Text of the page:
I was very excited to hear about the Pontine Islands, when I first did, years ago from an Italian sailing friend. Not long after I was able to cruise through the Pontine Islands on a 110′ Sangermani sailing yacht, and I was not disappointed.
These islands, are only about 25-50 miles off of the west coast of Italy, near Rome and easily reached out of the harbor town of Gaeta. However they are still relatively unknown and unspoiled. There are no airports and limited ferry service, making this archipelago an ideal location for crewed yacht charter.
Ponza, rumored to have been named after Pontius Pilate, is the main island of the Pontine Island group, and is one of only two inhabited islands in the archipelago. Located in the Tyrrhenian Sea, the Pontine Islands are known for crystal clear waters in varying shades of blue, which surround these land masses created by ancient volcanic activity. Ponza is the main island and in the middle of the Pontine Islands, and is believed to be the remains of the edge of a volcanic crater.
During the reign of Rome’s Caesar Augustus, Romans were encouraged to settle Ponza and Ventotene. In ancient times it is believed that Ponza was connected to the mainland by a narrow isthmus of land that eventually sunk into the sea. Modern marine archaeology is now confirming that fact. During the Middle Ages Ponza was abandoned due to constant pirate attacks until re-colonized by the Kingdom of Naples in the 1700’s. However is the the Roman civilization that has left the strongest historic mark on this island.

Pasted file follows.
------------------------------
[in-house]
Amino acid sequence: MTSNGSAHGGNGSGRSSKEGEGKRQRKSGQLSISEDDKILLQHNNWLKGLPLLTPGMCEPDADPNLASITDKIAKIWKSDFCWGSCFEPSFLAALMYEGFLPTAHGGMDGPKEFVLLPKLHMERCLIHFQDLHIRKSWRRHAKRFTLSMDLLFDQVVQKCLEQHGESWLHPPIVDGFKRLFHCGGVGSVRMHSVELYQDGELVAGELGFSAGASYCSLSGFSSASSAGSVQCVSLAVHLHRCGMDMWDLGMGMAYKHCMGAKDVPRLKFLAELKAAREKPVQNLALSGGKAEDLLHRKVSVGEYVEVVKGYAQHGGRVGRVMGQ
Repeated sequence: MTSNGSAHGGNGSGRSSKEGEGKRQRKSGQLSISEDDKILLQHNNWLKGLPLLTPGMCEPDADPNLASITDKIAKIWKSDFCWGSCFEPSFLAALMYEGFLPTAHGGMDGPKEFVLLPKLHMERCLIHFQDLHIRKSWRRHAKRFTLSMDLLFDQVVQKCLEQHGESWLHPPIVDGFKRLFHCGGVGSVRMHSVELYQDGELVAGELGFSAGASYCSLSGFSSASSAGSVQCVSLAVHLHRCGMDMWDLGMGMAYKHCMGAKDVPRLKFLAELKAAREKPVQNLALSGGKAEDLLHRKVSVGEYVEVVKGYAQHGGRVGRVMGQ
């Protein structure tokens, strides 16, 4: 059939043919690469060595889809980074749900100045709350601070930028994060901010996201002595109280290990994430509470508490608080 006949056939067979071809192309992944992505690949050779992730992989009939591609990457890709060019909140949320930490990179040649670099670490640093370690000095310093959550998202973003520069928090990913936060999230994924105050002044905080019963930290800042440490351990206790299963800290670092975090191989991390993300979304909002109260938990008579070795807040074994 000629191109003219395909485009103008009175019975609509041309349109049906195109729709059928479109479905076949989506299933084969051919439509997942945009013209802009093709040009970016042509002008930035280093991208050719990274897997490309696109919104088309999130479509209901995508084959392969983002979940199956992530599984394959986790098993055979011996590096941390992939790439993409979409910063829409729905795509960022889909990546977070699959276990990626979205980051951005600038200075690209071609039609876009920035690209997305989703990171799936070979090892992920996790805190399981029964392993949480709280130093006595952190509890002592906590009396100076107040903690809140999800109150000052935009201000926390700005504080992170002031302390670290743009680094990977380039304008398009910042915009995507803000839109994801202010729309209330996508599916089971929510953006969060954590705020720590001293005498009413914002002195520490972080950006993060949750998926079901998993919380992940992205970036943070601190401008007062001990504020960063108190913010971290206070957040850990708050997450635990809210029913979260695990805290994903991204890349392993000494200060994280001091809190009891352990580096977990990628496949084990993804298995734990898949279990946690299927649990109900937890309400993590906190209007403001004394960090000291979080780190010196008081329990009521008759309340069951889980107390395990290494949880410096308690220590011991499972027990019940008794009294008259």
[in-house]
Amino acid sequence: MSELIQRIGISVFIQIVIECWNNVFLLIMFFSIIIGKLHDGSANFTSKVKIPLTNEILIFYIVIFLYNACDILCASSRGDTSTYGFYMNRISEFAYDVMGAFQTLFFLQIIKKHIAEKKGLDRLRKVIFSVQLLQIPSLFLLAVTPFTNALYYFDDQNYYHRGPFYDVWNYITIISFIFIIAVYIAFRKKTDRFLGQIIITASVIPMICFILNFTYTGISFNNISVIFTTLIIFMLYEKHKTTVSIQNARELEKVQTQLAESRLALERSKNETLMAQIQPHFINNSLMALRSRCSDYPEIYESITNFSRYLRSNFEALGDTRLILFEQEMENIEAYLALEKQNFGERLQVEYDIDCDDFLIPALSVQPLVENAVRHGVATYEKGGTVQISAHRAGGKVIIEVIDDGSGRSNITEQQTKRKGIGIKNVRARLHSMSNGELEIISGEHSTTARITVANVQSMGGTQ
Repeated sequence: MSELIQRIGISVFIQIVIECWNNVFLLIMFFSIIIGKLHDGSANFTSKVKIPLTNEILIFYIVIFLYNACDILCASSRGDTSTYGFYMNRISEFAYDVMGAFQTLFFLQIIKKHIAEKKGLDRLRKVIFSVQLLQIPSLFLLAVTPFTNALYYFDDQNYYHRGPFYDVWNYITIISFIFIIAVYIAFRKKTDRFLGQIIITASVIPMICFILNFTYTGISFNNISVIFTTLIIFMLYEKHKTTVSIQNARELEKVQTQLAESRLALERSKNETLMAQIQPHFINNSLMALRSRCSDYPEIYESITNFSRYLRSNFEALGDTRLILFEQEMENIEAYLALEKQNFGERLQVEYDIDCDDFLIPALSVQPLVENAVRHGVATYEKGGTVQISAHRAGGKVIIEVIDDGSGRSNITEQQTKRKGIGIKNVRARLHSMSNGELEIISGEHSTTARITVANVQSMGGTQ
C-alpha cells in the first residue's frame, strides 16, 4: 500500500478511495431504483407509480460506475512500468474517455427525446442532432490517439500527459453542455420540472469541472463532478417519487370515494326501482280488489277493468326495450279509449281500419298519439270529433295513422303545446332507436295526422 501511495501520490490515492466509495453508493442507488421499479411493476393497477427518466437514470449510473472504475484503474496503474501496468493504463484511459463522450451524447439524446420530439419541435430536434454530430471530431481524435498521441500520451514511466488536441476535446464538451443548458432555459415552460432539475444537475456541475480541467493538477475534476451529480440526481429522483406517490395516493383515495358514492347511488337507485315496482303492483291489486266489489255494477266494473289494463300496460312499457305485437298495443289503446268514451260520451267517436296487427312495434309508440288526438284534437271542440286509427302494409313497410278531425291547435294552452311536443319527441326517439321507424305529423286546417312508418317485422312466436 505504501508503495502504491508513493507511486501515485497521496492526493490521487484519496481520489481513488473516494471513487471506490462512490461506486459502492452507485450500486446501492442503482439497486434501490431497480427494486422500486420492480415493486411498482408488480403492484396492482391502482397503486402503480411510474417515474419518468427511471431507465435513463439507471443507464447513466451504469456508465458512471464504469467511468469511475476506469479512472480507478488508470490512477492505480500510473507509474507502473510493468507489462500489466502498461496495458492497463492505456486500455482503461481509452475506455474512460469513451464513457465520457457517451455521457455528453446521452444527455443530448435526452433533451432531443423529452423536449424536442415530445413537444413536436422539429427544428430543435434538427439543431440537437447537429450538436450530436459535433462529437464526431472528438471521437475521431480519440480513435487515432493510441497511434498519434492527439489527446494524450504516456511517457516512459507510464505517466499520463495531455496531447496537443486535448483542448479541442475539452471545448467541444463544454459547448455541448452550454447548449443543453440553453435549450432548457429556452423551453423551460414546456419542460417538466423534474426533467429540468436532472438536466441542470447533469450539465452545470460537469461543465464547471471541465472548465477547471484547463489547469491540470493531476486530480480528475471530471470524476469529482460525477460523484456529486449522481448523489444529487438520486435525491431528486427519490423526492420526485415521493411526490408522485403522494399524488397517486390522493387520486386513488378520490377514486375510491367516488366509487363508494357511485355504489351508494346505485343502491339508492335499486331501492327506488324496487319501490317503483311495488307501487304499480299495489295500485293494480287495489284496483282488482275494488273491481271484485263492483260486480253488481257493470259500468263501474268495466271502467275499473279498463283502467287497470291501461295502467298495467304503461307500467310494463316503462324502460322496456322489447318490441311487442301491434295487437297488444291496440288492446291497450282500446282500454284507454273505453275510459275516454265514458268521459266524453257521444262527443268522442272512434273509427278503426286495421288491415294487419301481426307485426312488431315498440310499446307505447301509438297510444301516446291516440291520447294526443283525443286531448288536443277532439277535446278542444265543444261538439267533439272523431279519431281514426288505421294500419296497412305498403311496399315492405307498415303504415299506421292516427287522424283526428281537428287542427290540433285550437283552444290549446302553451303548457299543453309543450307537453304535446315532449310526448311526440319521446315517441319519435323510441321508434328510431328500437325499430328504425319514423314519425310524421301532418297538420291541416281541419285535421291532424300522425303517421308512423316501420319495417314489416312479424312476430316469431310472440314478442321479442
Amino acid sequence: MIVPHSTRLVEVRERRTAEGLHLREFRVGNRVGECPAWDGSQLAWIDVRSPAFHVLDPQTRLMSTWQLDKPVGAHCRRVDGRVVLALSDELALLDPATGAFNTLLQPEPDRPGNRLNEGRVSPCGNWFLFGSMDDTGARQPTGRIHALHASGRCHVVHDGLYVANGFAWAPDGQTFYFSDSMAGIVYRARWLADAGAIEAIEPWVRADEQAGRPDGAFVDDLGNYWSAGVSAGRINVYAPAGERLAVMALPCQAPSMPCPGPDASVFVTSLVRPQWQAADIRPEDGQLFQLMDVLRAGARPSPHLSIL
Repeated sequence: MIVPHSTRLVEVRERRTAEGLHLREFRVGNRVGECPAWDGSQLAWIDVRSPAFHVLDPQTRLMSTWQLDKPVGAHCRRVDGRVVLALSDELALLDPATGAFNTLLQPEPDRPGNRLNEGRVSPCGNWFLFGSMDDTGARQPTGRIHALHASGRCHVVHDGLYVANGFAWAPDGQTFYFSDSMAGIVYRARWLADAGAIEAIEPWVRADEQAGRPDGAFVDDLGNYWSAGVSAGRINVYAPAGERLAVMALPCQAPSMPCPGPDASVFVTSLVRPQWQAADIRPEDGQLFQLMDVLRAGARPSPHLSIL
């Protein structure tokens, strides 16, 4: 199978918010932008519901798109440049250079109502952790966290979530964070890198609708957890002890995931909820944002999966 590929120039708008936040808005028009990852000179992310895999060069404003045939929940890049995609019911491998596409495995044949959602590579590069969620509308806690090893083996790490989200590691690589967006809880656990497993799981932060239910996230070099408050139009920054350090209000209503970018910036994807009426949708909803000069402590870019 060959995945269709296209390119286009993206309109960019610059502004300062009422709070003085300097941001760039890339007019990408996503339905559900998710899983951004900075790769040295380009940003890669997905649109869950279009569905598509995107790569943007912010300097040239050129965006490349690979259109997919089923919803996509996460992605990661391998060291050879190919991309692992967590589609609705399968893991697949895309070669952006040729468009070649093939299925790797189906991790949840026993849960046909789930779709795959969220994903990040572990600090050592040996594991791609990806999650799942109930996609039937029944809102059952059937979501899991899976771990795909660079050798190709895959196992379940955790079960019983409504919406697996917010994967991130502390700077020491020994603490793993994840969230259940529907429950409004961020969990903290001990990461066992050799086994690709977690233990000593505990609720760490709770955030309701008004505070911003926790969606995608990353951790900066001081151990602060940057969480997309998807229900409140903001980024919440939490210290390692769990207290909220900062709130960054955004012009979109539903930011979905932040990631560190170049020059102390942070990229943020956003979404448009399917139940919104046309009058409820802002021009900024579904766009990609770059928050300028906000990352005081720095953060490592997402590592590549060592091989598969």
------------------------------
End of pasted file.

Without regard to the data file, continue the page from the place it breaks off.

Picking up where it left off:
There are many Roman ruins remaining on Ponza, including the ruins of the palace of Julia Lavilla, a sister to Caligula, who was exiled to Ponza. And a feat of Roman technology still exists; a 180 meter tunnel dug through the rock of the island from the fishing village of Ponza to Half Moon Bay, on the other side of the island, a spectacular beach ringed by white cliffs. Unfortunately, after centuries of use, recently workers damaged this tunnel which is now temporarily closed. I was lucky enough to be there before the damage and had the thrill of walking through this ancient Roman tunnel from the town side of the island to Half Moon Bay, and into a bright greeting of sun rays reflecting off of the water and white cliffs when emerging on the Half Moon Bay side of the tunnel. Many of the local inhabitants dig up Roman and Etruscan artifacts just while gardening.
Further along the side of the island where Half Moon Bay is located, are a series of caves washed into the cliff sides including what was thought to be the “Grotto della Maga Circe”, the home of the sorceress Circe featured in Homer’s tale, “The Odyssey”. The Sirens were thought to have lived on the nearby islands of the Pontine Archipelago. This side of the island is best visited by yacht. Once anchored, take the ship’s tender along the cliff sides to explore the sea caves and grottos along this coast.
Island of Ponza
Include the island of Ponza in your next crewed yacht charter itinerary along the western coast of Italy, and you will not be disappointed.